After 2 Record Store Releases in a row up for review, we are now on our third in a row and 6 total RSD releases from this band and all fantastic. Cheap Trick’s ‘Out to Get You! Live 1977’ is pretty freaking cool. This was very early on between the debut album and only months away from the release of their second album, In Color, which came out 3 months later. We get basically every song from those two albums (and one the crowd hadn’t even heard yet) as well as a couple from their third album (which hadn’t even been recorded or thought of yet), plus a handful of tracks that wouldn’t show up again for years.
They were hungry, energetic and fresh and yet still a little green. The release is from Record Store Day 2020 and is an exclusive release…well, not that exclusive since you can stream it but physically it is currently only available on vinyl. And there were only 4,700 on this limited release. The show is recorded over 4 performances over two days on June 3rd and 4th at The Whisky A Go Go in Los Angeles and we get 22 tracks of pure and utter joy.
These four unassuming gentlemen were a cross between rockers, nerds and plain quirky looking guys. Meshed together, they were a force to be reckoned with. The albums didn’t necessarily match the power that came from the stage and when you saw them, you had no idea the type of music that would flow from them. In 1977, this was pre-Budokan so the world wasn’t truly hip on them yet, but these performances captured here let us know that we had one of America’s greatest bands waiting to blow up on the world…and they did just that.
After the last studio album, 2009’s ‘The Latest’, Cheap Trick went a little quiet. The did release a a live album, ‘Sgt Pepper Live’ in 2009, but that album is not in my Collection and this is “The Collection Series” so it won’t get reviewed at this point. Then in 2010, Bun E. Carlos stopped touring and he ended up suing the band in 2013 as they weren’t allowing him to record or participate in anything with the band. The lawsuit was settled and the band continued on without Carlos as a 3-Piece. Of note, Rick Nielsen’s son, Dax, has filled in for Bun E. as the drummer. And in 2014, they did release a compilation album called ‘The 70’s’, but again, not in the collection.
So, what is in the Collection that can be reviewed next? I will tell you. We have ‘The Epic Archive, Vol. 1 through Vol. 3 to review that were all released in 2015. All three albums were released on November 27, 2015 digitally. There was no physical product at the time. That has since been corrected as they eventually did release these on vinyl for Record Store Day on three separate occasions. I was lucky enough to get all 3. We will start with ‘The Epic Archive, Vol. 1 (1975-1979) since that is the first one in the series.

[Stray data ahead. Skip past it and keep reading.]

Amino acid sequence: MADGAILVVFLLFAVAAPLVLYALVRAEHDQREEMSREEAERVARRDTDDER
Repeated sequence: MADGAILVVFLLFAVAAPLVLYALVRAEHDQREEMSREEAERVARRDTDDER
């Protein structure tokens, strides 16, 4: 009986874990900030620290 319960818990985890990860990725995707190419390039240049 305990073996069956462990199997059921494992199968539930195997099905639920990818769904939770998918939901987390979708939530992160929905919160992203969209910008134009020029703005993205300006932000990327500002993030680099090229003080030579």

After three labels on three different albums, things weren’t going great for Cheap Trick. Robin Zander, Rick Nielsen, Tom Petersson and Bun E. Carlos needed to rebuild and find themselves again. One way they did this was by Epic Records re-releasing their stellar live album ‘At Budokan’, but this time they did a 2 CD release of the entire concert. All 19 tracks in order just as one done in the concert the show was from back in 1978. It was the 20th Anniversary of the original album and time to show the fans what all the fuss was about once again but in glorious full setlist detail.
The album came out on April 8, 1998 which was only 20 short days from the release of the official album which makes me wonder why they didn’t just wait a few more weeks. But what do I know. The concert was completely remastered and fully restored with all the tracks. And since we’ve already been through the original album track by track, we will focus on only the songs that were not included on the original.
That means we will kick things off with “ELO Kiddies” from their 1977 debut album. Live the song has even more of the band’s early punk aggression. It sounds rich and full and ready to rock your face off. They go straight in to the Terry Reid cover of “Speak Now or Forever Hold Your Peace” also from their first album. Tom Petersson starts it off on bass and he gives us a little solo rather than the normal blues guitar opening. We get a two minute instrumental instrumental before the song really gets going. The song rocks more than before and Robin sounds as great as ever.
After the disappointing sales of their debut, the band quickly jumped back in to the studio to work on their second album, ‘In Color’. By September of 1977, the album was done and released. The album was far more polished than the rawness of the debut. I am sure they were hoping for a more radio-friendly sound and hoping for a big single. Which sadly, they did not get in the U.S. However, the band became superstars with this album in Japan. Yep, Japan. When they went and toured that country the next year, they were welcomed with a whole Beatlemania type vibe and the country just loved them. But we will get to that later.
The album cover as interesting. On the front, you have Robin Zander and Tom Petersson on the front riding motorcycles and in vivid color. But when you turn the cover over, you get an upside picture of Rick Nielsen and Bun E. Carlos riding bicycles and in black & white. I loved the contrast between the two pictures as it shows a playful band that doesn’t take itself too seriously and is having a little fun. Although the album is a single LP, you get a gatefold album jacket and in the inside picture is of the whole band in bright, bright color and again split between the same two members on each side, but at least Bun and Rick are not upside down this time.